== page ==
Often they are here legally, permanent residents of the United States and Green Card holders. Some of the Haitian ex-pats are married, some with children who are U.S. citizens.
But if they have a criminal record in their past—even something as minor as failure to return a rental car on time—they face deportation.
The issues surrounding the deportation of Haitian immigrants are deep and complex. A wide range of crimes can subject a person to deportation. It doesn’t matter if the crime was nonviolent in nature, or if the individual has completed the sentence and is considered in good standing.
And that doesn’t sit right with some. Especially when the place people are being sent back to continues its struggle to rebuild following a devastating January 2010 earthquake.
The U.S. prides itself on being a human rights leader. What we have been documenting calls that claim into question.
In late 2010, less than a year after that major earthquake decimated Port-au-Prince and at a time a cholera epidemic was sweeping the country, students in the University of Miami’s School of Law got wind that the U.S. government was starting to round up Haitians in South Florida for deportation.
“We have to do something,” Immigration Clinic student Thomas Oglesby, A.B. ’00, J.D. ’11, told his mentor at Miami Law.
The U.S. was sending immigrants home to a country ill equipped to handle the influx of deportations. Until recently, they routinely ended up in squalid jails, holding pens, or mental institutions. Some were assumed to be gangsters since they had been kicked out of the U.S. Nearly all have little hope of a bright future and seeing their families again.
In January 2011, Miami Law’s Human Rights Clinic and Immigration Clinic, along with several other advocacy groups, filed a petition with the Inter-American Commission on Human Rights to stop the deportations. They were successful in getting a brief reprieve in early 2011—but that was issued only after a deportee died in a Haitian detention center. The deportations have since resumed, and as many as 50 Haitians a month are sent home.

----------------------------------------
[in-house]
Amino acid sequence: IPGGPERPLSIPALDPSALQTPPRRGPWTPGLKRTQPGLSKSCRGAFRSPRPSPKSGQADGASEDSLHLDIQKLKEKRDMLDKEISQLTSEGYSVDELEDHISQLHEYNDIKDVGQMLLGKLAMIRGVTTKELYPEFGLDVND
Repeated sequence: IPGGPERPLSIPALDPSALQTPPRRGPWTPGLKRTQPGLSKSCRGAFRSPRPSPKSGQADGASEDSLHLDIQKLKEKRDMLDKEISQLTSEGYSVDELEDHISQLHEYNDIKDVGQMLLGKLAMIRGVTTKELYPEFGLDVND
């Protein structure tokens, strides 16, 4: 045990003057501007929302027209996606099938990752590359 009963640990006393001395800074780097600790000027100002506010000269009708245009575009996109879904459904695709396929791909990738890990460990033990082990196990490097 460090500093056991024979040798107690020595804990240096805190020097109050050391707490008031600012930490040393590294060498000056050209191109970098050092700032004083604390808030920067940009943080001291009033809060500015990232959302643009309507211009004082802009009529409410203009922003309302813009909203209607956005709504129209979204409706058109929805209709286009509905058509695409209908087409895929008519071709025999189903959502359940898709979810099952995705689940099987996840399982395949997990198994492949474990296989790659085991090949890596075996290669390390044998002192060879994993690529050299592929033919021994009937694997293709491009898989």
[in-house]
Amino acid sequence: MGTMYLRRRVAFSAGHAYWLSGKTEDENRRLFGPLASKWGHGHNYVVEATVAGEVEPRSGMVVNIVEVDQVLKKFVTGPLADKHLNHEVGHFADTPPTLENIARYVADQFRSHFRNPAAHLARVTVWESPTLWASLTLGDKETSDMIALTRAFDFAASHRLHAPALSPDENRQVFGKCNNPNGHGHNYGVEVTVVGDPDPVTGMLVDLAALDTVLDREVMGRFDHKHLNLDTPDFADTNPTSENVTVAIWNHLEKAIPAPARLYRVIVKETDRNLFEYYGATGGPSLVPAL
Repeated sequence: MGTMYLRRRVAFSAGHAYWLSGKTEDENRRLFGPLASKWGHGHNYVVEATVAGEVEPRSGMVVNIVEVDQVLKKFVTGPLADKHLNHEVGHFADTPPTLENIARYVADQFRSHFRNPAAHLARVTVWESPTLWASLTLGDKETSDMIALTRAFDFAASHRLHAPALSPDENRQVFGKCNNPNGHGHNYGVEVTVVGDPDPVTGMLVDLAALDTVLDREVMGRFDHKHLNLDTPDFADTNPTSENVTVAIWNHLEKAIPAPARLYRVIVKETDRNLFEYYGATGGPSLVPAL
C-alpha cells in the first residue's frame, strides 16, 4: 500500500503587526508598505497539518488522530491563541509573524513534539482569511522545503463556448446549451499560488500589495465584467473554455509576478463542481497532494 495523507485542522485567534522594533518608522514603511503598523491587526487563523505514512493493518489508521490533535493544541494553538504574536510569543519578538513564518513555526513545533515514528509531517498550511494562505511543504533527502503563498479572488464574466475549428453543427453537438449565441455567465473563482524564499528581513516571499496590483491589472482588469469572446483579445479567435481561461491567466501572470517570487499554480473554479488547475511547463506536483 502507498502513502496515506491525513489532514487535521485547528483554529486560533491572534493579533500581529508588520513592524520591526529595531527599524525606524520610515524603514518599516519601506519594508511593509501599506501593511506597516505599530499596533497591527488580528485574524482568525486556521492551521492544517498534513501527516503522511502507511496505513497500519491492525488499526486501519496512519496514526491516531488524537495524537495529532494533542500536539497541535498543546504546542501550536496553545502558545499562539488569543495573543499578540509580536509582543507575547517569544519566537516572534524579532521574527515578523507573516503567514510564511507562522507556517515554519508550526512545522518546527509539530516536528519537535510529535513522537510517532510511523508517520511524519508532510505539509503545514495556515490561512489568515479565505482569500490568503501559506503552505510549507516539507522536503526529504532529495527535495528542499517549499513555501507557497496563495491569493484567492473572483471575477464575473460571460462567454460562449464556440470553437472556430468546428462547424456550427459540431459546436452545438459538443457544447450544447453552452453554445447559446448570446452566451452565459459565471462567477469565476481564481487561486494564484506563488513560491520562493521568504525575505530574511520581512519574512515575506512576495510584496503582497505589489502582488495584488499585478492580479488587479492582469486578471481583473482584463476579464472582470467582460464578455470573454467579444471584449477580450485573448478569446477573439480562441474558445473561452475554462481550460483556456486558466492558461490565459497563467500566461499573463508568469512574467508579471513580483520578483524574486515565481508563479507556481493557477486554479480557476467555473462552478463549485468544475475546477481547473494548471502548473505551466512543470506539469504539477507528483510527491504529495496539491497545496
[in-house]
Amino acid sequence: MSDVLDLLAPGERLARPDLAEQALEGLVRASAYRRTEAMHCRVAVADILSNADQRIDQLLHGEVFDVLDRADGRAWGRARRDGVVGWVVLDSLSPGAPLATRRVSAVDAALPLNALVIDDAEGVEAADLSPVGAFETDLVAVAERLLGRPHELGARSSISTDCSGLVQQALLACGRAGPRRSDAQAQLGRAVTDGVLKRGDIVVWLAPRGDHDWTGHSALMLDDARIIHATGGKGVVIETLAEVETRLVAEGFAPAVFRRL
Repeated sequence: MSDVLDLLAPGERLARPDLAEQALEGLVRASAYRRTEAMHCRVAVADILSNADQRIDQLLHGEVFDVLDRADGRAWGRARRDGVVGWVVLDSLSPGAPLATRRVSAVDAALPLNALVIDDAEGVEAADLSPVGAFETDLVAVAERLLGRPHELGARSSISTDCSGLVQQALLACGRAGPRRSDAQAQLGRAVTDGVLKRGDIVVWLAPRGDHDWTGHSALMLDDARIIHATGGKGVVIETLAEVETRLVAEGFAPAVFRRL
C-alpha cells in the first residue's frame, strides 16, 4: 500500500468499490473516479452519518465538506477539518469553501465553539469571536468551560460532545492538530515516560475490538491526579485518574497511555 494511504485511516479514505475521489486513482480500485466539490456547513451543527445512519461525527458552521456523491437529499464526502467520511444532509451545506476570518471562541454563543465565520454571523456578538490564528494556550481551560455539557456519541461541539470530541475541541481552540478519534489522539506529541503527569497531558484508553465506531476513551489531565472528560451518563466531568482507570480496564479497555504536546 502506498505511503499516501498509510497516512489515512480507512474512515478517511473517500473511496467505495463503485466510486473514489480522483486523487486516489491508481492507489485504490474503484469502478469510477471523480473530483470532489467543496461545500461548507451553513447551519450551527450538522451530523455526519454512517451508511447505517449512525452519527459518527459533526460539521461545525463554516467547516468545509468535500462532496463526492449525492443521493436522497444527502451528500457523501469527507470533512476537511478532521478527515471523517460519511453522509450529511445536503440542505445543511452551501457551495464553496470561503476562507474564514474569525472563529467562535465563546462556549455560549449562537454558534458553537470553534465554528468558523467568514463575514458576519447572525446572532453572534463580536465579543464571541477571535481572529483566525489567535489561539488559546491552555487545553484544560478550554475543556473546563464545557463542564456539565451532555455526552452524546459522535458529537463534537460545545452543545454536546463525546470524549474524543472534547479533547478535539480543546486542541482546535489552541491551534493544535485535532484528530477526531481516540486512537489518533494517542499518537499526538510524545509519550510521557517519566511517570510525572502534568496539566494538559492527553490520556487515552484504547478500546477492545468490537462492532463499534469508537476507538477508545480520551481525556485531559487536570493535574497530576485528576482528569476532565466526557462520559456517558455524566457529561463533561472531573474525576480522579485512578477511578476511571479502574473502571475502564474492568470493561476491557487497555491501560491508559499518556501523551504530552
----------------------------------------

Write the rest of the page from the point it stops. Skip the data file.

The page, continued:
Haitians are suffering on many levels when they arrive back in Port-au-Prince. There are no jobs to be had and medical care is difficult to come by. Even five years after the earthquake, Haiti continues to try to rebuild and rebound from that catastrophe. The plight of deportees is not high on the list of imperatives.
“The U.S. prides itself on being a human rights leader,” says Rebecca Sharpless, clinical professor and director of the law school’s Immigration Clinic. “What we have been documenting calls that claim into question.”
Miami Law faculty and students have made four trips to Haiti since the earthquake to meet with deportees and chronicle and document their situations once on the ground. They have also met with Haitian government officials, and representatives of nonprofits trying to help Haiti recover.
The most recent trip was in early October 2014 when Romy Lerner of the Immigration Clinic and Kelleen Corrigan of the Human Rights Clinic traveled to Port-au-Prince with students Geoffrey Louden, J.D. ’15, and Lauren Geraghty, J.D. ’16.
The U.S. government, says Lerner, “is knowingly deporting men and women away from their families to a country which is still—five years after the earthquake—a disaster zone in many ways. Among these deportees are individuals with serious physical and mental illnesses who can’t access the care they need because of conditions in Haiti.”
Miami Law faculty and students have also traveled to Louisiana where Haitians are being held prior to deportation to interview them before they leave the country. And they have gone to Washington, D.C. to appear before the Inter-American Commission on Human Rights.
“The U.S. must comply with its international and domestic legal obligations as well as its own policies,” says Corrigan. “We are working to ensure that our country’s Haiti deportation policy fully comports with these commitments.”
Sharpless, Corrigan, Lerner, and others contend the U.S. government is guilty of committing human rights violations through the deportation process. Miami Law’s Human Rights and Immigration clinics intend to issue a public report in early 2015 that will outline alleged violations and injustices, and the impact the deportation process has had on the families of deportees who continue living in the U.S.
“We’re trying to shine a light on the United States’ decision to send people back to post-earthquake Haiti,” says Sharpless.